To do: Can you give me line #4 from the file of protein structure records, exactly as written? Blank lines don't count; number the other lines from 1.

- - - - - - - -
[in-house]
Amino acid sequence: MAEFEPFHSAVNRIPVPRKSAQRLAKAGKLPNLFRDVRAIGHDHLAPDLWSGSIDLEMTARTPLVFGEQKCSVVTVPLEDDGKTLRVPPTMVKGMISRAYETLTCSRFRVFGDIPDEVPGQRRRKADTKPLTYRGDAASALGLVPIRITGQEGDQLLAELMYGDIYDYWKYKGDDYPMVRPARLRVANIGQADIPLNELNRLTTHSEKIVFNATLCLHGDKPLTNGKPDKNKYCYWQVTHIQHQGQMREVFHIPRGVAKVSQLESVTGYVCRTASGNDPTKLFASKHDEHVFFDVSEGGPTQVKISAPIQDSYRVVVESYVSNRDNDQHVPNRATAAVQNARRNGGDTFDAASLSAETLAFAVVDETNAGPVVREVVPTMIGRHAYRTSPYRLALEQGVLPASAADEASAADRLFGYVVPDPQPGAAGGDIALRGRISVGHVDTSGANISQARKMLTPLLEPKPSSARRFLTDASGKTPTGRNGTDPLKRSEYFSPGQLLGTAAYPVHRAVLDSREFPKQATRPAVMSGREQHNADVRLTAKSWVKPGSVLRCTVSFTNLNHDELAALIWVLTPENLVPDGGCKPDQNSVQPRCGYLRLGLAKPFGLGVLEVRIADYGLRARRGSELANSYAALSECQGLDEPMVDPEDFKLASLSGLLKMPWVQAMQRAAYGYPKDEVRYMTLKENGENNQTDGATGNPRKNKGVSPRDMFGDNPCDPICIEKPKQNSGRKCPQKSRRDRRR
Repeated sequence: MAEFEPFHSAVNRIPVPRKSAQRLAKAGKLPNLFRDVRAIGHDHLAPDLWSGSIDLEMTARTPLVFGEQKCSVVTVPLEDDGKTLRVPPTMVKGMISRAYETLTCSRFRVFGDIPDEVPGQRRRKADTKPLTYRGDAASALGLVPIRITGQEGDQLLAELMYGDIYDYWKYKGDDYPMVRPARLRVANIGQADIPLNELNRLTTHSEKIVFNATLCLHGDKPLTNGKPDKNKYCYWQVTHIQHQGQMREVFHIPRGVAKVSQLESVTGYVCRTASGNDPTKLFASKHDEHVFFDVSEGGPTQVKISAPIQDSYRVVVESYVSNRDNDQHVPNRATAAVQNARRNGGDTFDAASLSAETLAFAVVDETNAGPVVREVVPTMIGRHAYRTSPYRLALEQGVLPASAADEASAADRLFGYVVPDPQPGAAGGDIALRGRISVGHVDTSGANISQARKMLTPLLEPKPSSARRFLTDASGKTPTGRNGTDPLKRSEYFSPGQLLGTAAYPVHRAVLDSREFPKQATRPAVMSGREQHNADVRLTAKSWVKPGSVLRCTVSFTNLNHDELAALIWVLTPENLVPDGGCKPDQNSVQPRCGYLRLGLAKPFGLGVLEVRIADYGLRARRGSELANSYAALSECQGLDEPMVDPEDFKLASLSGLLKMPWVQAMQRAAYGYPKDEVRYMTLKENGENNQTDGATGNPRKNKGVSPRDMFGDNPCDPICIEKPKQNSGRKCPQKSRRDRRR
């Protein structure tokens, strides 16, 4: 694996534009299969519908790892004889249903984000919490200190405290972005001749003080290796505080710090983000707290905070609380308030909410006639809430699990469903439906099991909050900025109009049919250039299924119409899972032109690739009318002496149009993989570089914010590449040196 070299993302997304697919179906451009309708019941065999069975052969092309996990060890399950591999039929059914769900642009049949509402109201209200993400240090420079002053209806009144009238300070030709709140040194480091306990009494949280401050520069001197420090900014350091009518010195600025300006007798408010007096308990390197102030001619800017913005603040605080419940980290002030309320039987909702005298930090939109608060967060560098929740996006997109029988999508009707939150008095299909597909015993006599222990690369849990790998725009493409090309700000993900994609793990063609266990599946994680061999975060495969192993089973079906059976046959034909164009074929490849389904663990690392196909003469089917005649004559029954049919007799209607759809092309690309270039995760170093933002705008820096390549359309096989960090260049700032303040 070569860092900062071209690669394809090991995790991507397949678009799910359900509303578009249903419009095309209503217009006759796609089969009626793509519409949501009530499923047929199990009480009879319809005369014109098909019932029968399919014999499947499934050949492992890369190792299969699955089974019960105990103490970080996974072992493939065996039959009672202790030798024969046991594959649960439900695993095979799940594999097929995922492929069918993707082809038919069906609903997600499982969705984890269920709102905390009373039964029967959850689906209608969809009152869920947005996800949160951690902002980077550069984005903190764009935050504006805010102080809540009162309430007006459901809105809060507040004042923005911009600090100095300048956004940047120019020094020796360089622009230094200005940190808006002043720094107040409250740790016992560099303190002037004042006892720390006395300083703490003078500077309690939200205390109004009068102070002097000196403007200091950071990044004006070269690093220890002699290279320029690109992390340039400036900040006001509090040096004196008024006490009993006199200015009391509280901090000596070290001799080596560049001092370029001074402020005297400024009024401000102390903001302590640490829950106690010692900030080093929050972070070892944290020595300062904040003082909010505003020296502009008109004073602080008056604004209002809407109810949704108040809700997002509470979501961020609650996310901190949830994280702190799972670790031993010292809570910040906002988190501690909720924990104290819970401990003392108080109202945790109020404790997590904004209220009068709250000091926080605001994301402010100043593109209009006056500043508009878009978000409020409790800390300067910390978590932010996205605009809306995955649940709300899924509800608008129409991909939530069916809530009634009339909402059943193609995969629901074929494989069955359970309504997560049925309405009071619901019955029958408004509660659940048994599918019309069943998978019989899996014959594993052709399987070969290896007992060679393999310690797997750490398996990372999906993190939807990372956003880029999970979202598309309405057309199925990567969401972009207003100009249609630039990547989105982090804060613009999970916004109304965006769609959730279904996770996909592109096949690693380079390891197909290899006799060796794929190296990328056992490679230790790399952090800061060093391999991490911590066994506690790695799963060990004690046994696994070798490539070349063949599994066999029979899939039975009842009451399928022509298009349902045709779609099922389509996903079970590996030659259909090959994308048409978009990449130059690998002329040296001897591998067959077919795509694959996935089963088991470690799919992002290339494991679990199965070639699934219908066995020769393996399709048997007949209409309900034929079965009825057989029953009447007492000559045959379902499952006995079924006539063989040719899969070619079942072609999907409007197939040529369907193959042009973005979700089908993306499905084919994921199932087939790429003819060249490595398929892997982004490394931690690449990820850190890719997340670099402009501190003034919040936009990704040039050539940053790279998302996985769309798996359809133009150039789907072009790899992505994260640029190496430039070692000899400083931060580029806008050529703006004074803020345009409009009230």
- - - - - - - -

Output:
């Protein structure tokens, strides 16, 4: 694996534009299969519908790892004889249903984000919490200190405290972005001749003080290796505080710090983000707290905070609380308030909410006639809430699990469903439906099991909050900025109009049919250039299924119409899972032109690739009318002496149009993989570089914010590449040196 070299993302997304697919179906451009309708019941065999069975052969092309996990060890399950591999039929059914769900642009049949509402109201209200993400240090420079002053209806009144009238300070030709709140040194480091306990009494949280401050520069001197420090900014350091009518010195600025300006007798408010007096308990390197102030001619800017913005603040605080419940980290002030309320039987909702005298930090939109608060967060560098929740996006997109029988999508009707939150008095299909597909015993006599222990690369849990790998725009493409090309700000993900994609793990063609266990599946994680061999975060495969192993089973079906059976046959034909164009074929490849389904663990690392196909003469089917005649004559029954049919007799209607759809092309690309270039995760170093933002705008820096390549359309096989960090260049700032303040 070569860092900062071209690669394809090991995790991507397949678009799910359900509303578009249903419009095309209503217009006759796609089969009626793509519409949501009530499923047929199990009480009879319809005369014109098909019932029968399919014999499947499934050949492992890369190792299969699955089974019960105990103490970080996974072992493939065996039959009672202790030798024969046991594959649960439900695993095979799940594999097929995922492929069918993707082809038919069906609903997600499982969705984890269920709102905390009373039964029967959850689906209608969809009152869920947005996800949160951690902002980077550069984005903190764009935050504006805010102080809540009162309430007006459901809105809060507040004042923005911009600090100095300048956004940047120019020094020796360089622009230094200005940190808006002043720094107040409250740790016992560099303190002037004042006892720390006395300083703490003078500077309690939200205390109004009068102070002097000196403007200091950071990044004006070269690093220890002699290279320029690109992390340039400036900040006001509090040096004196008024006490009993006199200015009391509280901090000596070290001799080596560049001092370029001074402020005297400024009024401000102390903001302590640490829950106690010692900030080093929050972070070892944290020595300062904040003082909010505003020296502009008109004073602080008056604004209002809407109810949704108040809700997002509470979501961020609650996310901190949830994280702190799972670790031993010292809570910040906002988190501690909720924990104290819970401990003392108080109202945790109020404790997590904004209220009068709250000091926080605001994301402010100043593109209009006056500043508009878009978000409020409790800390300067910390978590932010996205605009809306995955649940709300899924509800608008129409991909939530069916809530009634009339909402059943193609995969629901074929494989069955359970309504997560049925309405009071619901019955029958408004509660659940048994599918019309069943998978019989899996014959594993052709399987070969290896007992060679393999310690797997750490398996990372999906993190939807990372956003880029999970979202598309309405057309199925990567969401972009207003100009249609630039990547989105982090804060613009999970916004109304965006769609959730279904996770996909592109096949690693380079390891197909290899006799060796794929190296990328056992490679230790790399952090800061060093391999991490911590066994506690790695799963060990004690046994696994070798490539070349063949599994066999029979899939039975009842009451399928022509298009349902045709779609099922389509996903079970590996030659259909090959994308048409978009990449130059690998002329040296001897591998067959077919795509694959996935089963088991470690799919992002290339494991679990199965070639699934219908066995020769393996399709048997007949209409309900034929079965009825057989029953009447007492000559045959379902499952006995079924006539063989040719899969070619079942072609999907409007197939040529369907193959042009973005979700089908993306499905084919994921199932087939790429003819060249490595398929892997982004490394931690690449990820850190890719997340670099402009501190003034919040936009990704040039050539940053790279998302996985769309798996359809133009150039789907072009790899992505994260640029190496430039070692000899400083931060580029806008050529703006004074803020345009409009009230």